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Thousands of Jordanians Protest Government Policies in Various Cities, After Friday Prayers

January 21, 2011

5,000 rally in Jordan 'bread and freedom' demo

Published yesterday (updated) 22/01/2011 12:34

Ma'an, By Musa Hattar


More than 5,000 people rallied in Amman and other cities after weekly prayers on Friday against Jordan's economic policies, demanding "bread and freedom" and that the government resign.

"[Prime Minister Samir] Rifai, out, out! People of Jordan will not bow," protesters chanted as they marched from the Al-Hussain mosque in central Amman to the nearby municipality building.

"Our demands are legitimate. We want bread and freedom."

Police handed out bottles of water and juice to the demonstrators, who carried banners reading, "We demand social justice and freedom", "No to oppression, yes to change" and, "We need a national salvation government."

Police spokesman Mohammad Khatib said about 4,000 people took part in the capital's peaceful protest, organized by the powerful Muslim Brotherhood and its political arm the Islamic Action Front.

"What we urgently need is real political and socio-economic reforms," IAF secretary general Hamzeh Mansur told the crowds.

About 1,400 people demonstrated in other parts of Jordan, mainly the northern cities of Zarqa and Irbid.

Rifai on Thursday announced a $283 million plan to raise salaries of government staff as well as the pensions of retired government employees and servicemen in the face of popular discontent.

The $28 a month raise came nine days after a $169 million plan to improve living conditions.

The current minimum wage is $211 a month.

But the Islamist opposition and others say the new measures are not enough as poverty levels are running at 25 percent in the desert kingdom, whose capital is the most expensive city in the Arab world, according to several independent studies.

"These measures are designed to drug people, nothing more. We need comprehensive reforms," said prominent unionist Maisarah Malas.

Retired serviceman Farouq Abbadi, 54, agreed.

"The government should change its economic policies and mentality. We are protesting today because we want to protect ourselves and our nation. We have gone 50 years backwards," he said.

Official unemployment is about 14 percent in the country of six million people, 70 percent of them under the age of 30. But other estimates put the jobless figure at 30 percent.

"The new government measures are not enough. Prices and taxes are still high, while our income is still low," Marwan Malihi, a 52-year-old engineer, told AFP.

A $1.5 billion deficit, equivalent to 5 percent of gross domestic product, is expected on this year's $8.8 billion budget.

Thousands of Jordanians took to the streets of the kingdom in a similar protest on Friday last week.

Tunisia's popular revolt, which has ousted the country's strongman Zain El-'Aabidin Bin Ali, has inspired dissidents across the Arab world and sparked protests in countries including Algeria, Jordan and Egypt.

Thousands gather to call for the government to step down

By News Wires (text)  
France 24, January 22, 2011, AFP -

Thousands of protesters in cities across Jordan called for the government to step down on Friday amid mounting anger over a lack of democratic reform and rising prices. More than 5,000 people turned out to demonstrate in the capital, Amman.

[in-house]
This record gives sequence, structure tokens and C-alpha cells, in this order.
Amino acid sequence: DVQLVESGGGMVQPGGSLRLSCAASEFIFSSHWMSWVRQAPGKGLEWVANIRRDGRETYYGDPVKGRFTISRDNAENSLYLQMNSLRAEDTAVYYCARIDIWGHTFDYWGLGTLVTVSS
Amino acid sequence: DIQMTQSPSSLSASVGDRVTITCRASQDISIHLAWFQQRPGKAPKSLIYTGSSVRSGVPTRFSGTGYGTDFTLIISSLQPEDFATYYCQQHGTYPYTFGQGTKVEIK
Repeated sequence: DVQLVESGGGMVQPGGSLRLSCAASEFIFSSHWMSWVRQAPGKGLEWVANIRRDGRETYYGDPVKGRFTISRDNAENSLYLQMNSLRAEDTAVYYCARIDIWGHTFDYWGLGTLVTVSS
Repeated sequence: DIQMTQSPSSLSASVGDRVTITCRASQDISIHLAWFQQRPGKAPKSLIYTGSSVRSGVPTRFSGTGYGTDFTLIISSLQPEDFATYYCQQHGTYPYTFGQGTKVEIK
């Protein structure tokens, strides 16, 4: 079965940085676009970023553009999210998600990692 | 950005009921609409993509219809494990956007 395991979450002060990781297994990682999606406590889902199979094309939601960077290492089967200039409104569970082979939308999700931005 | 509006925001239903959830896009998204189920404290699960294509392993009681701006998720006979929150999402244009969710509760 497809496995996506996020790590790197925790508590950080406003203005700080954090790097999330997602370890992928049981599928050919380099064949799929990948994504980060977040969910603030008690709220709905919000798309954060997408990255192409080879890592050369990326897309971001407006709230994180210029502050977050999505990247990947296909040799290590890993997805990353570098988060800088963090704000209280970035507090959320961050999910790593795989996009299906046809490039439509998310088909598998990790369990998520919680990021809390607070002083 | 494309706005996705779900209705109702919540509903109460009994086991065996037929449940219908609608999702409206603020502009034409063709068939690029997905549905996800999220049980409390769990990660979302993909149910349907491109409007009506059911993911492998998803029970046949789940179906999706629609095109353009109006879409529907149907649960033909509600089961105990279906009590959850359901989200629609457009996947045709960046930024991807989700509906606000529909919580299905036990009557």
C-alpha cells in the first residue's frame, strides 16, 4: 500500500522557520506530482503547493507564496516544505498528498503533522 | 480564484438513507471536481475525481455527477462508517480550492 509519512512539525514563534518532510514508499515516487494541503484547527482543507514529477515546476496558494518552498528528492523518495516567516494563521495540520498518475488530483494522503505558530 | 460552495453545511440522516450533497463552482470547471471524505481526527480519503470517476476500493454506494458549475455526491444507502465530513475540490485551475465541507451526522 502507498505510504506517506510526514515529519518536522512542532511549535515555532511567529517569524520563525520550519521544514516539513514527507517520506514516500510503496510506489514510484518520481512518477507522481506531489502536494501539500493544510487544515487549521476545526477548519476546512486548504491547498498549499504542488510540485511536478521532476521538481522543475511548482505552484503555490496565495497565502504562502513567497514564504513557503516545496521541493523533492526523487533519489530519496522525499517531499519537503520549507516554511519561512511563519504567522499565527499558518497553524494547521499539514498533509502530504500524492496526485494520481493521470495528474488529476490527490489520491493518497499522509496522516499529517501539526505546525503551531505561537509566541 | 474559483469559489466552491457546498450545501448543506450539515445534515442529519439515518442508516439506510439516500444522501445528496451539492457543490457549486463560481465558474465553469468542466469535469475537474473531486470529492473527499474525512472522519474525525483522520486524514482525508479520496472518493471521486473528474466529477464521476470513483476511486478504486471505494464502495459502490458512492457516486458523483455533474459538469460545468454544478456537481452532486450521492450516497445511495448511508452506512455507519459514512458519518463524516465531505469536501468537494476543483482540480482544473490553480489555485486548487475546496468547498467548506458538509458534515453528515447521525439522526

Thousands of Jordanians calling for their government to step down marched in several cities Friday in an outpouring of anger over economic hardship and a lack of democratic reforms in the constitutional monarchy.

Spurred on by the example of the popular uprising in Tunisia, Jordanians have staged growing protests in the past week. The opposition movements that organized Friday’s demonstrations vowed to keep up the pressure until Prime Minister Samir Rifai and his government resign.  

Wary of the outcry, particularly over rising prices, Jordan’s government has taken some steps to try to defuse the situation, including by announcing $125 million in subsidies on basic goods and fuel. The prime minister also announced a surprise pay increase for civil servants.   Protesters scoffed at the measures.  

“They lie to the people. They reduce some things and increase others more,” said Muslim Brotherhood demonstrator Suhair Asaaf, an electrical mechanic.  

He was among more than 5,000 people demonstrating Friday in the capital, Amman, its suburb Zarqa and in the northern town of Irbid. The organizers of what was dubbed a “Day of Rage” represented a broad swath of Jordan’s opposition, including the powerful Muslim Brotherhood, left-wing groups and trade unions.  

Crowds chanted: “The Jordanian people are on fire. The government is cutting its people like a saw. Down, down Rifai.”  

The opposition groups are calling for reforms to allow Jordanians to elect their prime minister and the rest of the Cabinet rather than having them appointed by King Abdullah II.  

Elections are held for Jordan’s lower house of parliament as well as municipal councils and mayors.  

Abdullah, a key U.S. ally, ascended to the throne in 1999 vowing to transform his desert Arab kingdom into a model democracy in the Muslim world. But his reforms have been slow, as Jordan tries to limit Islamist influence.  

Hamza Mansour, the head of the Islamic Action Front, the political arm of the Muslim Brotherhood, Jordan’s largest opposition group, urged the king to make all branches of power independent.  

“The king should be the guide, not the executor of the country’s daily affairs,” he said during the march.  

Leftist Mohannad Safi called the government’s limited reforms “window-dressing” to try to calm the people.  

“This whole system of government must change. And we’ll continue the protests until that happens,” he said.

JORDAN King Abdullah II dissolves parliament, calls early election


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